Lynda M. Jordan PhD '85
Associate Professor of Chemistry, North Carolina A&T State University
CEO and Founder, A Place to Heal Ministries, Inc. (APTHM)
Associate Minister, Holy Temple Church, Roxbury, MA
24th Annual MLK Leadership Award
MLK Leadership Award recipient Lynda M. Jordan PhD '85 (MLK Visiting Professor 1997-2000) is the third of less than ten women of African descent to date who hold a PhD in Biological Chemistry from MIT—also “one of the few Boston urban minority high school students to obtain a doctorate degree” from the Institute. At the time Dr. Jordan attended MIT, 80% of the students were men, only 3% were African-American, and only two
African-American women had received PhDs from her department.
The story of her extraordinary journey is featured in the award-winning 1995 NOVA/WGBH documentary series Discovering Women. Narrated by actress Michelle Pfeiffer and directed by Yvonne Smith, “Jewels in a Test Tube” captures Dr. Jordan’s journey from a childhood in Roxbury (where she was “on the cusp of becoming a delinquent child”) to a career in science. At the documentary’s premiere, First Lady Hillary Clinton honored Dr. Jordan for her contributions to science and science education.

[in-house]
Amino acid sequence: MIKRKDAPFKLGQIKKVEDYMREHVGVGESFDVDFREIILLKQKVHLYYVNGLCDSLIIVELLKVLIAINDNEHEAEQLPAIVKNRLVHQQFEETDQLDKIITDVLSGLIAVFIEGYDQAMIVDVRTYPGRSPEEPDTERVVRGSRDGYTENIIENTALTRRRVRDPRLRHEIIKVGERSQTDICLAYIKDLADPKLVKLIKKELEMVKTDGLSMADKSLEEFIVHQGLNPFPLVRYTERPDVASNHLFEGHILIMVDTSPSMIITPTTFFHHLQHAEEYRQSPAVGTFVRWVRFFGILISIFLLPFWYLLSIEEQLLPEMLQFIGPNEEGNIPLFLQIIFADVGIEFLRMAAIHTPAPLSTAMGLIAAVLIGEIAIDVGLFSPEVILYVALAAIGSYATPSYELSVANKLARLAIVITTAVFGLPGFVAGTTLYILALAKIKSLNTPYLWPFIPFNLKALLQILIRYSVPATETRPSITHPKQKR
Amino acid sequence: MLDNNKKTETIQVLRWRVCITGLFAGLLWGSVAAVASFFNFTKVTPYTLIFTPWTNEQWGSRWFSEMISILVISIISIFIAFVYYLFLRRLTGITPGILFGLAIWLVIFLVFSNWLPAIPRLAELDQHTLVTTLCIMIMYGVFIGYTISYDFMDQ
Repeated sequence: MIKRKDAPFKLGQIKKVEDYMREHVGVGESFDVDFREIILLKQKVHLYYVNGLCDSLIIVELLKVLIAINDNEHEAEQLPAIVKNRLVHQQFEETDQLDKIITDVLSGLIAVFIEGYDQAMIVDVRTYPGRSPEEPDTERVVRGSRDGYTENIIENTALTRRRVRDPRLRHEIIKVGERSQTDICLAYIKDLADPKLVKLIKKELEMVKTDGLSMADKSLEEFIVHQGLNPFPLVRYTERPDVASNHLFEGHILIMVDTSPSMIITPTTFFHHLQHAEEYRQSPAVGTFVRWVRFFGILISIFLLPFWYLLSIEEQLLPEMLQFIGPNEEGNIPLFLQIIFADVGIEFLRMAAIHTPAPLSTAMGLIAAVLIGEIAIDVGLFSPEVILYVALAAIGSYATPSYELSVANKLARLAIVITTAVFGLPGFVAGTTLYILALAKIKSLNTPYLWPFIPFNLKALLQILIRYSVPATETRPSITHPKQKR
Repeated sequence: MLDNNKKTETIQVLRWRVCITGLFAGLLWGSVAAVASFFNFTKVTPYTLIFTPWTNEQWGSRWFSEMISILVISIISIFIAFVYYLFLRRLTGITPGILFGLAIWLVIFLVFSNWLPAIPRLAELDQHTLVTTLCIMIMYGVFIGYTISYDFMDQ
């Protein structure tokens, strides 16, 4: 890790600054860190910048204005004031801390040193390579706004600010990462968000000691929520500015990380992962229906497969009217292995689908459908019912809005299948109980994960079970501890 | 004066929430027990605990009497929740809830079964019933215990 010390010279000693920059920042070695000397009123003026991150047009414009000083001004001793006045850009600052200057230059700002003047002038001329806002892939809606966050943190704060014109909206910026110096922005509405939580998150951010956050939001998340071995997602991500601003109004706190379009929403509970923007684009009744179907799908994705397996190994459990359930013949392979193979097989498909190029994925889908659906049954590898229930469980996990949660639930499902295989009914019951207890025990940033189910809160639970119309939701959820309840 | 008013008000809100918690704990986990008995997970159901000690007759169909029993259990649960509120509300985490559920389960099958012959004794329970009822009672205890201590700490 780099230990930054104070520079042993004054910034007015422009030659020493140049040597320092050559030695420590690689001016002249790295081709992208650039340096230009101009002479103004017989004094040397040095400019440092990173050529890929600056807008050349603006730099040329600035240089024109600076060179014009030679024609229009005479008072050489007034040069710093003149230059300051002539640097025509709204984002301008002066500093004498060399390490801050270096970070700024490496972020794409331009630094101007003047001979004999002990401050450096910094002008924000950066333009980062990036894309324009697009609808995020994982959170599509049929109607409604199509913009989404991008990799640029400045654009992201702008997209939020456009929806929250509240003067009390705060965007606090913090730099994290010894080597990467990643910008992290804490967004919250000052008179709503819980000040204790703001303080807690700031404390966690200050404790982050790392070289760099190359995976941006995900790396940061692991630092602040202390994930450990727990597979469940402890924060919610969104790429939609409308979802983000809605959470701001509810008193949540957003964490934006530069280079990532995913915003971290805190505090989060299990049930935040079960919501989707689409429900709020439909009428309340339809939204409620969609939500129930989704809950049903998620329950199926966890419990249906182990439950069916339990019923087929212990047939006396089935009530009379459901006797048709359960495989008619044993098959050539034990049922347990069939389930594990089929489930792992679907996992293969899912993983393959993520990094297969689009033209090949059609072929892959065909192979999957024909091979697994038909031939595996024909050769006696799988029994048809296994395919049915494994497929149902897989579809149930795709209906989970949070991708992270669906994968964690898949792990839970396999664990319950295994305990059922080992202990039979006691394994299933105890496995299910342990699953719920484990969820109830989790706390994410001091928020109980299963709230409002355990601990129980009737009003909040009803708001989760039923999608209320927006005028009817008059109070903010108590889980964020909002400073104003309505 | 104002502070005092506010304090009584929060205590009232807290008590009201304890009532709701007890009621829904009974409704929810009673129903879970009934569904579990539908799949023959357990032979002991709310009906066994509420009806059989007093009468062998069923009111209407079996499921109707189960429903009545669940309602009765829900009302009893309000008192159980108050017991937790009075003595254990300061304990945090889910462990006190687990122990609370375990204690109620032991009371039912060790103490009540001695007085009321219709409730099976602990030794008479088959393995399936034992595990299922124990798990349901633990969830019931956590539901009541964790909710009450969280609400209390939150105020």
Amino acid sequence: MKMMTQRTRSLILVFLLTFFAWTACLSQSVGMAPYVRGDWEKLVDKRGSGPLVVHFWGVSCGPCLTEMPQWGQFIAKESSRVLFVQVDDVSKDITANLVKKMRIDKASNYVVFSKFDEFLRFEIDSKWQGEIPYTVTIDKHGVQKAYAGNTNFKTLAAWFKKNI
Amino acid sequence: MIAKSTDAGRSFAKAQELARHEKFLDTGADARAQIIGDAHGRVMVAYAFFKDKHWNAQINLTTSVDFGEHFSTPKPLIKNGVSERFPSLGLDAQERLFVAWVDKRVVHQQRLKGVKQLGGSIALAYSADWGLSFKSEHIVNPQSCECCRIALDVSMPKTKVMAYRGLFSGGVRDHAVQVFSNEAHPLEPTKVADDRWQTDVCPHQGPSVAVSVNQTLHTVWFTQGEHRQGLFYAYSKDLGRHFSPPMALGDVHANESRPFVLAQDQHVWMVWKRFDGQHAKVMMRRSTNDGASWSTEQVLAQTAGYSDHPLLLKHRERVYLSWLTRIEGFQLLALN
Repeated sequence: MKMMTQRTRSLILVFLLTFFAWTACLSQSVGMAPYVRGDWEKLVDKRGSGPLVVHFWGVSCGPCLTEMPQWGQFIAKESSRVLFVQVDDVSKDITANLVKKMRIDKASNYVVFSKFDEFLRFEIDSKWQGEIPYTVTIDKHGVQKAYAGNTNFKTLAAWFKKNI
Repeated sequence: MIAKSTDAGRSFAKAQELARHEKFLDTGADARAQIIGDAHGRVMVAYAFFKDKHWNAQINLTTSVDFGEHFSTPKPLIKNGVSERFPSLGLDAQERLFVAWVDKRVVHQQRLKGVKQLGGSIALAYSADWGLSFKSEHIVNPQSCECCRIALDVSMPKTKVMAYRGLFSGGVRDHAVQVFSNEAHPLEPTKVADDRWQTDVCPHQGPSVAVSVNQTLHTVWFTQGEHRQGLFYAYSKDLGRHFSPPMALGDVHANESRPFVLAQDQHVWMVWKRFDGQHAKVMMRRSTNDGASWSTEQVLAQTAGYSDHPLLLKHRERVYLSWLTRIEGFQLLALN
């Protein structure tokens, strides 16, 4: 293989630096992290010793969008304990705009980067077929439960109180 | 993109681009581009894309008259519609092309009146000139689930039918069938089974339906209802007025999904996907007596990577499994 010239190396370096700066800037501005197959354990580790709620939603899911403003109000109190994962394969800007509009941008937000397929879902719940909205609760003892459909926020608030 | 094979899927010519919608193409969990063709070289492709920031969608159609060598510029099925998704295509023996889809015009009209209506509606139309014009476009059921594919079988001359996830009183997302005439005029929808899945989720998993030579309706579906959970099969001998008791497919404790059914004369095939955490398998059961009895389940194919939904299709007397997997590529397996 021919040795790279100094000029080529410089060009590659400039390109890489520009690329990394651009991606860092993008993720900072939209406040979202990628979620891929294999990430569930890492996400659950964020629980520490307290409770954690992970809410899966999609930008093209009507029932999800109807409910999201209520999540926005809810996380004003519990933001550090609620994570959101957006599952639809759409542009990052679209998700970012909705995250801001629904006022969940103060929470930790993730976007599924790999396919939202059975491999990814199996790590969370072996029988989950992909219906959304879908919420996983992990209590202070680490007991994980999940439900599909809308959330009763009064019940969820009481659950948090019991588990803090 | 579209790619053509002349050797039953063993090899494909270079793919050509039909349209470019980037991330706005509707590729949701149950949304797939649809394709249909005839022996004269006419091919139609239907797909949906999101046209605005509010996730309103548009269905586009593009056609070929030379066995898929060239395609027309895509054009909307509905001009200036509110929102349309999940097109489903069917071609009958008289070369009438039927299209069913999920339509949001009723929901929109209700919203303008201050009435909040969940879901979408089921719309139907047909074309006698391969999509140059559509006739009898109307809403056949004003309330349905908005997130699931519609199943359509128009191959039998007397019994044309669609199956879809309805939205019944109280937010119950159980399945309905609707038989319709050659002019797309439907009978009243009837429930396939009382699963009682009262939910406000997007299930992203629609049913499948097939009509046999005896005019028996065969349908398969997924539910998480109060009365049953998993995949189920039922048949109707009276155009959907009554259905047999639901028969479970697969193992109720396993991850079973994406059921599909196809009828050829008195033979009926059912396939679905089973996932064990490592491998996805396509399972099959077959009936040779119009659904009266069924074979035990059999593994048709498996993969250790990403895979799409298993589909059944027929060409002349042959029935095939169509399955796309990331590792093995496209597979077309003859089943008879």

Dr. Jordan returned to MIT in 1997 as an MLK Visiting Professor in the Department of Chemistry. It was during her sabbatical visit to the Institute that Dr. Jordan says she was “called to ministry,” and she would later earn both a Master of Divinity (MDiv) and a Master of Public Health (MPH) from Harvard University. READ MORE
"I am deeply humbled to receive a leadership award in the name of such a great man as Martin Luther King Jr.," said Dr. Jordan, an associate professor at North Carolina A&T State University, her alma mater. "With the grace and the strength of God, I hope that I will be able to inspire at least one young person to transcend the obstacles and pursue dreams at the highest level."
In nominating Professor Jordan for a leadership award, Senior Assistant Dean Isaac Colbert wrote: "Lynda uses her experiences at every opportunity to teach younger minority and female students about the incomparable values of perseverance and hard work, about self-confidence and professionalism, and about cultivating challengers, supporters and listeners along one's journey through life. She has encouraged young scholars to think about their psychological, social and academic survival and has given practical advice in each arena."